Budget 2023: what it means for energy bills and climate change

The government had a chance to tackle the cost of living, energy and climate crises with the 2023 budget. But did they rise to the occasion?


On March 15th 2023, the Chancellor Jeremy Hunt unveiled his Spring Budget. This sets out how the government will raise money through taxes, and what they’ll spend it on.

With this budget the government had a great opportunity to tackle the cost of living, energy and climate crises at the same time. But did they rise to the occasion? Let’s find out.

What was announced in the budget?

The budget included news on energy bills, some bizarre funding decisions, and a few big gaps. Here’s what you need to know.

Energy bills

  • The government has extended its scheme to keep home energy bills down. Under the Energy Price Guarantee the government pays part of everyone’s energy bills to help make them more affordable.
  • The scheme will now continue until June. However, another programme called the Energy Bills Support scheme ends in April, so bills will still increase.
  • They’re also scrapping extra costs for people who pay for their energy in advance. This will help people on lower incomes, who are often forced to use ‘prepayment’ energy meters by their energy suppliers.
  • These measures do nothing to solve the underlying problem. It’s important to ease the immediate pain of the energy crisis. But without a lasting solution, we’ll be stuck with cold, draughty houses. And we won’t be shielded from the next global gas crisis.

Nuclear power

  • The government will co-fund companies developing small nuclear reactors.
  • These reactors don’t exist at the moment. And if they ever do manage to generate energy, it’s very likely it’ll be much more expensive than wind and solar power.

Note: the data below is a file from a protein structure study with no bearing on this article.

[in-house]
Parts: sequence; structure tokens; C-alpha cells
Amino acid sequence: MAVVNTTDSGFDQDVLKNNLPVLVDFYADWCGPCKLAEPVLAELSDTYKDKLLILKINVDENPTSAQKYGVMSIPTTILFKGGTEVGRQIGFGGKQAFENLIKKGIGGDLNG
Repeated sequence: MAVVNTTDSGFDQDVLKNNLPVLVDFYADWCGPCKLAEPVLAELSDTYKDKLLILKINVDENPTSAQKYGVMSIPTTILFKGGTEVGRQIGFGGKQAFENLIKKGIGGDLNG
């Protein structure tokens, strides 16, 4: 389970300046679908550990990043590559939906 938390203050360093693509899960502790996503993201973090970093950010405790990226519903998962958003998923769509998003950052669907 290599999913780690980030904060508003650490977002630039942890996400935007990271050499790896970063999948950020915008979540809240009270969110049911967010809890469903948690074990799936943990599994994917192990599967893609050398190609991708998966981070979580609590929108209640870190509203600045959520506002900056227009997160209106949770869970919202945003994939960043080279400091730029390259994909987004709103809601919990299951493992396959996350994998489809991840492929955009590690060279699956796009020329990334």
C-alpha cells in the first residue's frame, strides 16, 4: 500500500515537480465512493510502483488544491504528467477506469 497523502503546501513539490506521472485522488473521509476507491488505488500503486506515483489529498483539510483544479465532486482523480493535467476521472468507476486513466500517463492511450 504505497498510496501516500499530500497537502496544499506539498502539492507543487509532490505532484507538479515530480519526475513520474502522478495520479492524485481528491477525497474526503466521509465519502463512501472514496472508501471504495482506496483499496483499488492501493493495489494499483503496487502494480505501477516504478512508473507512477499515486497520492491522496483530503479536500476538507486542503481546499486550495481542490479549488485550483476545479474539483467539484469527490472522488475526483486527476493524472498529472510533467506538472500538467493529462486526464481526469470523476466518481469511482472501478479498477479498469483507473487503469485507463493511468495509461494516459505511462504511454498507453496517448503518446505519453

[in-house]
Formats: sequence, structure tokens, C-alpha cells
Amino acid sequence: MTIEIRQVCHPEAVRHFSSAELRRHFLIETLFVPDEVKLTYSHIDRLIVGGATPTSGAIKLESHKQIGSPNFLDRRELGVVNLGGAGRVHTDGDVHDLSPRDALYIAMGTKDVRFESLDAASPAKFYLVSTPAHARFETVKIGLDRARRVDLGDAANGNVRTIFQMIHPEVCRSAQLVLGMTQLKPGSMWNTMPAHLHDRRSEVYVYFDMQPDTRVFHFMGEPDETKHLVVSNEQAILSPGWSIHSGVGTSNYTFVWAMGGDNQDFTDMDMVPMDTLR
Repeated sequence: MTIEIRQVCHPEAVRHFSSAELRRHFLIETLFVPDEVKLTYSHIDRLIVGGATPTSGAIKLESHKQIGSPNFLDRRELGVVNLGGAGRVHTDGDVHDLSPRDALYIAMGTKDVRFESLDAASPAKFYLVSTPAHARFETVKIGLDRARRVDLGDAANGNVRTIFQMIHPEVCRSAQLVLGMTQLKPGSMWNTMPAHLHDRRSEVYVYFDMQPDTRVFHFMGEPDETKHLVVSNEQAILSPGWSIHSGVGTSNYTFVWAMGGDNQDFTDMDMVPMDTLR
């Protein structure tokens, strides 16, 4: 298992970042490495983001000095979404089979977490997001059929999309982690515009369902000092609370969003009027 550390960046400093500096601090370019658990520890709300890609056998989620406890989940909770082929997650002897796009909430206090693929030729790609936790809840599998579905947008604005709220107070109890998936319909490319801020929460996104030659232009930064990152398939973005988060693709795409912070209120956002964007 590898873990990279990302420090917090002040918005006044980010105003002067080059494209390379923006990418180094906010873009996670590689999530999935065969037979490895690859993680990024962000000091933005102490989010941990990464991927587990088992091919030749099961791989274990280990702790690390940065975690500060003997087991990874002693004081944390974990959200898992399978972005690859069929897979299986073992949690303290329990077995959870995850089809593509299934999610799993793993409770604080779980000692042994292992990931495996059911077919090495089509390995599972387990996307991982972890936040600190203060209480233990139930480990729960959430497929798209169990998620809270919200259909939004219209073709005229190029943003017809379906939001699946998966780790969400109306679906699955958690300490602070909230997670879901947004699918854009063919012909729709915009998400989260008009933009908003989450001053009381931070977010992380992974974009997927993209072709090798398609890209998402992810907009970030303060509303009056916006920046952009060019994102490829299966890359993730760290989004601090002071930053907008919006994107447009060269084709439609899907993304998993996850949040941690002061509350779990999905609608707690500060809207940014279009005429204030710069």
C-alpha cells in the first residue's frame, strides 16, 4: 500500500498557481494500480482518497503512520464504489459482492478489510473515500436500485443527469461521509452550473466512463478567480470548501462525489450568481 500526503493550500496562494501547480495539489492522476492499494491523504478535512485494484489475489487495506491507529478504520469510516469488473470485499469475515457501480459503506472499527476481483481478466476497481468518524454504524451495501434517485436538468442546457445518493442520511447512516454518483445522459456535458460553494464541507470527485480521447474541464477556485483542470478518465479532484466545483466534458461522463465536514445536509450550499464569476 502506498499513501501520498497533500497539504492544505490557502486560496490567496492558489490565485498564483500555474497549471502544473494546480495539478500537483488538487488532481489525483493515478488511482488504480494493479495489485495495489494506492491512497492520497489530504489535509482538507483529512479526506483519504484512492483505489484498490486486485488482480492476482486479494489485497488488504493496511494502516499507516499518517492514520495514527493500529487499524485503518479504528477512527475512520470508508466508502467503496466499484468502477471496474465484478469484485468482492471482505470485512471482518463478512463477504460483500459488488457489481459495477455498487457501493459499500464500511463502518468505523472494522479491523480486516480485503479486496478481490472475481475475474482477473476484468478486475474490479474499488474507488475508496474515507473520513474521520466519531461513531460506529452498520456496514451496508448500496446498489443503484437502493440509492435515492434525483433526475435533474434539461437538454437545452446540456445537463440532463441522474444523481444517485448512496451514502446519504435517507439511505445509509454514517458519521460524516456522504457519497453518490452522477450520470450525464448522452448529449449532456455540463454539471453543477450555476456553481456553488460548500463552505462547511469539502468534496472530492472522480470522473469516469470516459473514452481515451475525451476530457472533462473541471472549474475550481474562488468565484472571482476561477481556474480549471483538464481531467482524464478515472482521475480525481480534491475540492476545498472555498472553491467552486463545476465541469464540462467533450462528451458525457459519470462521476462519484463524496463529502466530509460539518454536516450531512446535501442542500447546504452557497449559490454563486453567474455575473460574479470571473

• They’re also classifying nuclear power as ‘green energy’. This could give it access to the same investment as renewable sources.
  • Nuclear power plants take years and years to build. We don’t have that time to tackle the climate emergency. Renewables are much quicker, allowing us to reduce emissions now. And the UK still has no solution for dealing with nuclear waste.

Carbon capture

  • The government will also support carbon capture technology. They’ve committed to spend up to £20bn on this.
  • Carbon capture has never worked on a large scale despite decades of trying. In theory, it allows polluting factories and power plants to keep running by capturing and burying their carbon emissions. But so far the real-world results have been disappointing.
  • Carbon Capture is not a zero carbon solution when it requires fossil fuels to be produced because of so-called ‘upstream’ emissions, so it’ll be extra hard to get to net zero emissions using it

What’s missing from the budget?

With this budget, the government had a chance to fix some of the things they’ve been getting wrong. But they’ve kept ignoring these problems. Here are some things the government should have done, but didn’t:

  • UK homes waste huge amounts of energy because they don’t have enough insulation. We need a bold, nationwide insulation programme to fix this. The Covid vaccine rollout is a good template for the speed and scale to aim for.
  • There’s also nothing in the budget for modern electric boilers (known as heat pumps). These are a proven alternative to polluting, wasteful gas boilers. The government should be helping people make the switch as fast as possible because they can be expensive upfront.
  • Solar panels and wind turbines on land are the cheapest sources of energy we have, but they could be doing much more. The government should scrap the needless barriers to building more onshore wind power. And they should invest much more in solar energy.
  • Closing the windfall tax loophole for oil and gas would go a long way towards covering costs for these measures – but this budget failed to take that opportunity.
  • Overall, the UK is missing out on the benefits of green tech. A good government would invest in renewable energy across all our heat, power and transport systems. Doing this would get us on track to meet our climate goals. To keep our position as a global leader on climate change, we need to match the US and EU’s generous new funding for green industries.

The quickest and cheapest way to cut bills is to insulate homes, and swap gas boilers for heat pumps. The government knows this, but they’re still failing to take action.

What's next?